Spine & Sprocket
Episode 32: True Grit

Episode 32: True Grit

June 9, 2019

Charles Portis wrote a fascinating novel True Grit, that was subsequently made into two very good films.  We've shown our hand in this write up but know that you will still listen to get the details. The first film was a 1969 production starring John Wayne, Kim Darby, and Glenn Campbell. It was directed by Henry Hathawy is remains a classic example of the great American Western.  We think the 2010 version by the Coen brothers and starring Jeff Bridges, Hailee Steinfeld, and Matt Damon also deserves a place in that pantheon.  We are joined by our compatriot Mike Lembke, and hope that you will enjoy our spoilers and digressions. 

 

Readings by Megan Kleinschmidt

Episode 31: Soylent Green, Make Room!  Make Room!

Episode 31: Soylent Green, Make Room! Make Room!

March 1, 2019

Some science fiction books make an accurate prediction of the future, but not a whole lot of them. Make Room! Make Room! by Harry Harrison misses the mark as far as 2019 goes. However, the predictions of climate change may make some of the food shortages depicted in the book come true.  It is a classic story of the dangers of overpopulation and the limited resources of the planet earth, you know, earth, the one we're on. The film version of the book is, of course, the classic dystopian vision of the future, with food shortages and over crowded cities, Soylent Green.  The book and the film are quite different (wait for the big reveal at the end of this show).

 

We hope you enjoy the discussion and digressions!

 

Music kindly provided by Erdenstern

Readings by Us and Aaron Kleinschmidt

Episode 30: Bridge on the River Kwai

Episode 30: Bridge on the River Kwai

January 19, 2019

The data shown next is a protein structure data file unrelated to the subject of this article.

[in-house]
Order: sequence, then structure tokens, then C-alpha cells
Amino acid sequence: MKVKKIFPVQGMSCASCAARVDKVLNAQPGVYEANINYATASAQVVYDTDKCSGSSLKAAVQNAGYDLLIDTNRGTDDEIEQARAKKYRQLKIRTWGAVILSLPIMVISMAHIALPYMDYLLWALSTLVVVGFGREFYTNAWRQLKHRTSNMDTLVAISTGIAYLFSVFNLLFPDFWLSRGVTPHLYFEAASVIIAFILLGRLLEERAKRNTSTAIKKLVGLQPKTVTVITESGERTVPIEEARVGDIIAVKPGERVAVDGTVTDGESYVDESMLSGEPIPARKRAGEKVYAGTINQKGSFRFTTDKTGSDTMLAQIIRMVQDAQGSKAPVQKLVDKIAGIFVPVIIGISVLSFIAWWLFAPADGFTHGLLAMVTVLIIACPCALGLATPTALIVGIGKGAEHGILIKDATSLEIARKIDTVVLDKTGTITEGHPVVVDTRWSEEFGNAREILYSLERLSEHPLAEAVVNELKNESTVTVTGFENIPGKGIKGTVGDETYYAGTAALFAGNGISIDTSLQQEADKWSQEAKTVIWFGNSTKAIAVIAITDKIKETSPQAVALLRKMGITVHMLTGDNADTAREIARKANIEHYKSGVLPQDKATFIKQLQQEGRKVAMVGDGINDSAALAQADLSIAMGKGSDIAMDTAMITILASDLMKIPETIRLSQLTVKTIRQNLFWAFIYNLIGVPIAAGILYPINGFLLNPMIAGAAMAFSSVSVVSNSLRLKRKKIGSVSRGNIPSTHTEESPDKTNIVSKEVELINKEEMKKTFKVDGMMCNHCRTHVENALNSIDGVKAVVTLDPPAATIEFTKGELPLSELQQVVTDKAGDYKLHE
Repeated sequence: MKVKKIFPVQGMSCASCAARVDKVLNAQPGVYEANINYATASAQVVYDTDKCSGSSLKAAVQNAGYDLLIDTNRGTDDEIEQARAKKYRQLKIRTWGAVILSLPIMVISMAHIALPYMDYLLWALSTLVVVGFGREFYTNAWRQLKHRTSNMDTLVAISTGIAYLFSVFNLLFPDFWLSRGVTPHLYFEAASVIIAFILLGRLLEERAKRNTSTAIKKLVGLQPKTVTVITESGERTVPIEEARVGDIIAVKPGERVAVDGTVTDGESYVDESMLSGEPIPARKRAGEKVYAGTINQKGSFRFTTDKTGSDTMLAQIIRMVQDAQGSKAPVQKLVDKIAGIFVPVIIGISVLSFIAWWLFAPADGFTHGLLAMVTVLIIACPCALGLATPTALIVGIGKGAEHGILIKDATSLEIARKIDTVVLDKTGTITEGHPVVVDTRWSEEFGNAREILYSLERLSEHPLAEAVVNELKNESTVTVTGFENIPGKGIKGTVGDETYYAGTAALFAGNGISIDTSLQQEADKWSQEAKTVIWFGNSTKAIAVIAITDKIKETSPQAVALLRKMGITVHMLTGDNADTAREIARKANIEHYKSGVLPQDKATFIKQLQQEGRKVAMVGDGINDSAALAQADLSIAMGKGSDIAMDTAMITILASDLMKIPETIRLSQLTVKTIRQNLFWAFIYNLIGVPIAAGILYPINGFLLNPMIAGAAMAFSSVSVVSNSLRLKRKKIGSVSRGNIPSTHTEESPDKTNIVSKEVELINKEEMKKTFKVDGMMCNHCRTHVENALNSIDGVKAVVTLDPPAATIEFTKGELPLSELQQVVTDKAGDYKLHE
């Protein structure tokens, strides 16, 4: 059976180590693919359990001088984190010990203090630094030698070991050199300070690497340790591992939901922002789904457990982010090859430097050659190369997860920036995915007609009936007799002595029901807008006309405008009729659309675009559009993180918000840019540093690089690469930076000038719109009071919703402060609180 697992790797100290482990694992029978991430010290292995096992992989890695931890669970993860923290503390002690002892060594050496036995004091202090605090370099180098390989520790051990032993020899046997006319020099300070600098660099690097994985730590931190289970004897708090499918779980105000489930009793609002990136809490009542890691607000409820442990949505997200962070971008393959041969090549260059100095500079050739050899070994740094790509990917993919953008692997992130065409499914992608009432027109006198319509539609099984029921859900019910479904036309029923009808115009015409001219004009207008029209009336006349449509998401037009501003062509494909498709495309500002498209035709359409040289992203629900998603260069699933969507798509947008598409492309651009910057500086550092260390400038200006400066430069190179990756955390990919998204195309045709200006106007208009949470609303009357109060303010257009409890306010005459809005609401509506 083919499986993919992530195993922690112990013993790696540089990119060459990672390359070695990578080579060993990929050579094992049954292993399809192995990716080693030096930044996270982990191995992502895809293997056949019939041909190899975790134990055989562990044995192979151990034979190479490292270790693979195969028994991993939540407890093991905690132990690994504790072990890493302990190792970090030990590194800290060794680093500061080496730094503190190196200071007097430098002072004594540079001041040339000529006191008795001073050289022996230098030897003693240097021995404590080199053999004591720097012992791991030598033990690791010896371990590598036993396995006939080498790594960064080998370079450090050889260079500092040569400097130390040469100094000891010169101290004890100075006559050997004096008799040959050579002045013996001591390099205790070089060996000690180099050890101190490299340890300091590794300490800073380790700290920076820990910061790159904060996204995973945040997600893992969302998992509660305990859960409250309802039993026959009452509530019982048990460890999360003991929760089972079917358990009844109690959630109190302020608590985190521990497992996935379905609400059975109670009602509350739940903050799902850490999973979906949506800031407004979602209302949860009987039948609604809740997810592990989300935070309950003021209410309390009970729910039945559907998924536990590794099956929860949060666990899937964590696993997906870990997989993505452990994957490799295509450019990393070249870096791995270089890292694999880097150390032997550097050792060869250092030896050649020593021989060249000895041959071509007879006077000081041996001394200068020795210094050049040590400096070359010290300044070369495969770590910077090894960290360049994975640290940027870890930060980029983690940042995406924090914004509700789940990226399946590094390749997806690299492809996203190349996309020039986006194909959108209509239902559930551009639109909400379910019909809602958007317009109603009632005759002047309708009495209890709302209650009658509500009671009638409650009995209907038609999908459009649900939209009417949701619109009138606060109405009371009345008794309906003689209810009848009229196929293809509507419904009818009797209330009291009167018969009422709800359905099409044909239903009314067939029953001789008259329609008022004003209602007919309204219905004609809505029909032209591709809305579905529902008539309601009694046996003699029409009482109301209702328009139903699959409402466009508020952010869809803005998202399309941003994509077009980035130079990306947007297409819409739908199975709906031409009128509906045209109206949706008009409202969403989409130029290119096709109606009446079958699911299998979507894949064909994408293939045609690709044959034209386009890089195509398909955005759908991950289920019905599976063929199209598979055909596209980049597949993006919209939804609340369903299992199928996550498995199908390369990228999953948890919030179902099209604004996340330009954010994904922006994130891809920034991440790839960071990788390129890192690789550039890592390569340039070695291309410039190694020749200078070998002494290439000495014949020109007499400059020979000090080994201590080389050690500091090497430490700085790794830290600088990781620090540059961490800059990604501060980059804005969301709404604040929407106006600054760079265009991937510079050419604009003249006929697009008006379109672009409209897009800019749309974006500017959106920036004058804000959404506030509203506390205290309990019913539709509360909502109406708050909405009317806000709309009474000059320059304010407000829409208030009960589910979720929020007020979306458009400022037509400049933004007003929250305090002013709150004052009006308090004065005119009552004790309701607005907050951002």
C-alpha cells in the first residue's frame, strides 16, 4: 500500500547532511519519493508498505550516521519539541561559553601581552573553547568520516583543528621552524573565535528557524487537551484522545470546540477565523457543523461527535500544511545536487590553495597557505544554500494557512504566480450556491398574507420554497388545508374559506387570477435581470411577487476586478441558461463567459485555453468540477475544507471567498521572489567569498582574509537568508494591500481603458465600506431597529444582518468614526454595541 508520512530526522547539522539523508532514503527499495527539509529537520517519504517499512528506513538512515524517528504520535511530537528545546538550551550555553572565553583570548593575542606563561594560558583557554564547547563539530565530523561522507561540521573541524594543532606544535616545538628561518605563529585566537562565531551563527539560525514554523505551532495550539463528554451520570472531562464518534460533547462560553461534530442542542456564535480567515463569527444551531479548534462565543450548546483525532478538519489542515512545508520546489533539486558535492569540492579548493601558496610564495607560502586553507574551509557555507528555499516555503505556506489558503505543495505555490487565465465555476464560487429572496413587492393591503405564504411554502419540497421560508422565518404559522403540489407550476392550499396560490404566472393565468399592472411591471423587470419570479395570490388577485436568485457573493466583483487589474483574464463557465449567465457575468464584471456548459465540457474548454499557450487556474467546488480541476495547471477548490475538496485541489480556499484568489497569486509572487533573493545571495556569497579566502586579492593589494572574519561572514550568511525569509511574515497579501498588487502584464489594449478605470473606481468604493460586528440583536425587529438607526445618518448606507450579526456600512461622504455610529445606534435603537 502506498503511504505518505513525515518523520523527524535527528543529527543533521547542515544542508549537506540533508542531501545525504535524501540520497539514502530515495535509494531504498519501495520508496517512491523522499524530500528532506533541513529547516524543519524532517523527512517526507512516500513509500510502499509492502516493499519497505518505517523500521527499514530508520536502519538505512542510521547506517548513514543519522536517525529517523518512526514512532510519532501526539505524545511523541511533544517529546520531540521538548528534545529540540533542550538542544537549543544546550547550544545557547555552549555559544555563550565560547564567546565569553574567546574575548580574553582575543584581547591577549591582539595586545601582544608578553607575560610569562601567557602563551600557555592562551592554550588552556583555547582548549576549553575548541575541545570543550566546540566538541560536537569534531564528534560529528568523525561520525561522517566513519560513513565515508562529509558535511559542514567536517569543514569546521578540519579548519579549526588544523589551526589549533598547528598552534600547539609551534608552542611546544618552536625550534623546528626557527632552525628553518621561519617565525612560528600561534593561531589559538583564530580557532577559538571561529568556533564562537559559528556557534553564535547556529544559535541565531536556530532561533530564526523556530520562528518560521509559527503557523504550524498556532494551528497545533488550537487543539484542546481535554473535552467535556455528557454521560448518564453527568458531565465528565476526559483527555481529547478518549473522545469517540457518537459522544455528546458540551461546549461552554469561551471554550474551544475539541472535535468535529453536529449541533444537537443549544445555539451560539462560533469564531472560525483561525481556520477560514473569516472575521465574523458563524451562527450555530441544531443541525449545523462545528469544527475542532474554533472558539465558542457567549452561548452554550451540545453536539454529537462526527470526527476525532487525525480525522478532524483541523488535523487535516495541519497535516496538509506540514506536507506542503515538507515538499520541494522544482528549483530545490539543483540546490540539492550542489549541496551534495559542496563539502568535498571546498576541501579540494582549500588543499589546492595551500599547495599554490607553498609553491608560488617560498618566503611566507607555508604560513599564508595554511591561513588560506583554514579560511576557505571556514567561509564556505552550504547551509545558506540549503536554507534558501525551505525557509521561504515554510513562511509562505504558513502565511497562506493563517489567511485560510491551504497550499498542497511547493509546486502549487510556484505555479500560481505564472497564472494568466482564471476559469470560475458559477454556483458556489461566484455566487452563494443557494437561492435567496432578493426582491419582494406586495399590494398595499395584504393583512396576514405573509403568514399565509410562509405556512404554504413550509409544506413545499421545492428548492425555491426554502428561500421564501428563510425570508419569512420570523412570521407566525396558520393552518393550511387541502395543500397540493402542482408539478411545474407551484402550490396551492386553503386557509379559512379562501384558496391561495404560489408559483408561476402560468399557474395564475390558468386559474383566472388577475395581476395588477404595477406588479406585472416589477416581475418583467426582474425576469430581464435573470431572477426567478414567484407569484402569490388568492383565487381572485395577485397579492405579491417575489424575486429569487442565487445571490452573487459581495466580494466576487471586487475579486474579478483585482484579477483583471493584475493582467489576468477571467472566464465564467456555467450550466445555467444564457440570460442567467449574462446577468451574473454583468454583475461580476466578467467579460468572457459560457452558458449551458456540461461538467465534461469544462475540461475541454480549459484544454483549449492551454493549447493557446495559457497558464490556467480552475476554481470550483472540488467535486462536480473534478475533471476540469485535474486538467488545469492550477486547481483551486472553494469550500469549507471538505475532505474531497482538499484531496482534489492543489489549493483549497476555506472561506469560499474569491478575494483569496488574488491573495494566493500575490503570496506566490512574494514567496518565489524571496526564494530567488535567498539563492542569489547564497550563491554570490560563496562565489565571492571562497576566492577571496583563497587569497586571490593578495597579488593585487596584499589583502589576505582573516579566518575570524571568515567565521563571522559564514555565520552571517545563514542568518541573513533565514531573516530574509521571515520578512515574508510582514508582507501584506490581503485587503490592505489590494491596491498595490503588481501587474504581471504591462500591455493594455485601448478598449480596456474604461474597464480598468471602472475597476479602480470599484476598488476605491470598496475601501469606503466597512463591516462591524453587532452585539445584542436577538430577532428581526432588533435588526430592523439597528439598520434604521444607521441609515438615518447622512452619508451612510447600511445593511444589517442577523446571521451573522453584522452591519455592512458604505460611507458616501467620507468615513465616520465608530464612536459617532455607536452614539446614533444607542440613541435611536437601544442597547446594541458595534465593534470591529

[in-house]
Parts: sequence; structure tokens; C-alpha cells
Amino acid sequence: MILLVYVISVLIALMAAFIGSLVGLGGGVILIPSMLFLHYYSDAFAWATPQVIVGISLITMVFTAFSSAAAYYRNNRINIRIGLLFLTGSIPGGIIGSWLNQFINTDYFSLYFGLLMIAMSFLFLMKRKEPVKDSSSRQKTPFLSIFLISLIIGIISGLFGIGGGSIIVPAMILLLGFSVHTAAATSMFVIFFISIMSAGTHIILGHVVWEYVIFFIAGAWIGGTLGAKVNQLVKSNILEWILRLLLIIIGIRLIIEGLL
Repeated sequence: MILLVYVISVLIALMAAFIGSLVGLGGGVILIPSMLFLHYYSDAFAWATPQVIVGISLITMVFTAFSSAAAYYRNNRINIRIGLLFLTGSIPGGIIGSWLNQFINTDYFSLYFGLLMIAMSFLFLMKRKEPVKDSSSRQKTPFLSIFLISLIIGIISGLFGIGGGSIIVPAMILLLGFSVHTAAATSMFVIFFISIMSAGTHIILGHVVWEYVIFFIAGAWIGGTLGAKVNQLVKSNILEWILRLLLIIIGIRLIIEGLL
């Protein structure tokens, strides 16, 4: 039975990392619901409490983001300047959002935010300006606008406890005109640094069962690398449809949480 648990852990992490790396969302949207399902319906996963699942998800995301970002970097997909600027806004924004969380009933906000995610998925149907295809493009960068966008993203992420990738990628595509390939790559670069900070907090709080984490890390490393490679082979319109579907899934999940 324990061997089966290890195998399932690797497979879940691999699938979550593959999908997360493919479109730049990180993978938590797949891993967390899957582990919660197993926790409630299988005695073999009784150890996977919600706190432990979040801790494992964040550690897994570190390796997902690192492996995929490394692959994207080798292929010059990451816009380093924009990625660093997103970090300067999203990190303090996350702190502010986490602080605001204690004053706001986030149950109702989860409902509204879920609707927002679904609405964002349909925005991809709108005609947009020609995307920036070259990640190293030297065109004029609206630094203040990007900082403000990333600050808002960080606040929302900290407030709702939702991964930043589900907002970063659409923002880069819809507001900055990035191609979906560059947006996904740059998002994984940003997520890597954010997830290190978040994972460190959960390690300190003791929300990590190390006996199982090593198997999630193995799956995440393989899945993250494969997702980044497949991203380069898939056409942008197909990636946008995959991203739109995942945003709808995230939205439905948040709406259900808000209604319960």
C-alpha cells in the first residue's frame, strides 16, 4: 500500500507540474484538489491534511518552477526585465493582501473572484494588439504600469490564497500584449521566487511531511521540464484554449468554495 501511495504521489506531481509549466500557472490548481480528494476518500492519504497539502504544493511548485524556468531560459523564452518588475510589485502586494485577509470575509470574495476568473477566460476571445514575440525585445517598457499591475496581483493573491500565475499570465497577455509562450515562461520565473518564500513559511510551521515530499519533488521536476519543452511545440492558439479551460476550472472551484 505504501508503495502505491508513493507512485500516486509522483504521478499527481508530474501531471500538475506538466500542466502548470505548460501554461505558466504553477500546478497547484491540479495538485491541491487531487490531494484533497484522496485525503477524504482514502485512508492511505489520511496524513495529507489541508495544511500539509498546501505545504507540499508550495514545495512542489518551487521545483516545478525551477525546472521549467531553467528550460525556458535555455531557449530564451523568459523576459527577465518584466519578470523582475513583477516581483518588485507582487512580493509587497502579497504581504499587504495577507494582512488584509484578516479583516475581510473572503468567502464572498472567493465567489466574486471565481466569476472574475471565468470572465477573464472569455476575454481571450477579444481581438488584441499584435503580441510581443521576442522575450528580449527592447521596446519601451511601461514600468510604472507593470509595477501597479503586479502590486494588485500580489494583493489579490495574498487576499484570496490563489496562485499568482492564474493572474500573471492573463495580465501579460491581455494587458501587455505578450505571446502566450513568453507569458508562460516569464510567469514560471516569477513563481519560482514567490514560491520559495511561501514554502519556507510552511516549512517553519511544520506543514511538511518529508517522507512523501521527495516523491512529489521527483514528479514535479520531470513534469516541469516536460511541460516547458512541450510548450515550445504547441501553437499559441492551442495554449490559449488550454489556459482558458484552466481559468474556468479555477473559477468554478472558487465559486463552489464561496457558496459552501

We must apologize for the muffled sound quality in the first 22:00 minutes of the episode.  It does clear right up after that.  In this episode we take a look at the Pierre Boulle novel Bridge Over the River Kwai and the similarly named film Bridge On the River Kwai. Roger Ebert gave the film 4 stars and said "...Although the film's two most important characters are both mad, the hero more than the villain, we're not quite certain what is intended by that final dialogue. Part of the puzzle is caused by the film's shifting points of view."  Jeff loves that final line.

 

This is absolutely a classic WWII film that is more about personal relationships than the war.  The book is also a classic of course and is a quick read that offers a slightly different perspective on the story than the film.  Mike Lembke joins us for a review of both.  

 

Music provided by Erdenstern 

Readings by Aaron Kleinschmidt

Episode 29: The Tower of the Elephant

Episode 29: The Tower of the Elephant

August 28, 2018

Just to mix things up a bit we have decided to take a look at the original The Tower of the Elephant story by Robert E. Howard and two, count 'em two, comic adaptations of the same story.  The first Conan comic Dave ever came to love is  The Savage Sword of Conan, and it contained the beautifully illustrated Alfredo Alcala, John Buscema and Roy Thomas version that we review here.  And we compare it to the Dark Horse Comics version of said Conan story by Kurt Busiek and Cary Nord.  Now there is something a bit different for our show; a comic book and book comparison.  We hope you enjoy the discussion and digressions! 

 

Music kindly provided by Erdenstern

Readings by Rick Hollander and Daryl McDaniel.

 

 

 

 

Episode 28: Conan the Destroyer

Episode 28: Conan the Destroyer

June 1, 2018

The second Conan movie, Conan the Destroyer is our topic this evening.  We compare and contrast it to the original Robert E Howard stories, as well as the first DeLaurentiis / Schwarzenneger film.  Roger Ebert said "The first Conan movie, "Conan the Barbarian", was a dark and gloomy fantasy about the shadows of prehistory. This second film is sillier, funnier, and more entertaining. It doesn't take place before the dawn of time, but instead in that shadowy period of movie history occupied by queens and monsters, swords and castles, warriors and fools"  He shows a good understanding of the differences,  although we think he was a bit kinder to the film than we are. Join Dave, Jeff and Mike as we slice into Conan the Destroyer. Lot's of laughs and barbaric appreciation.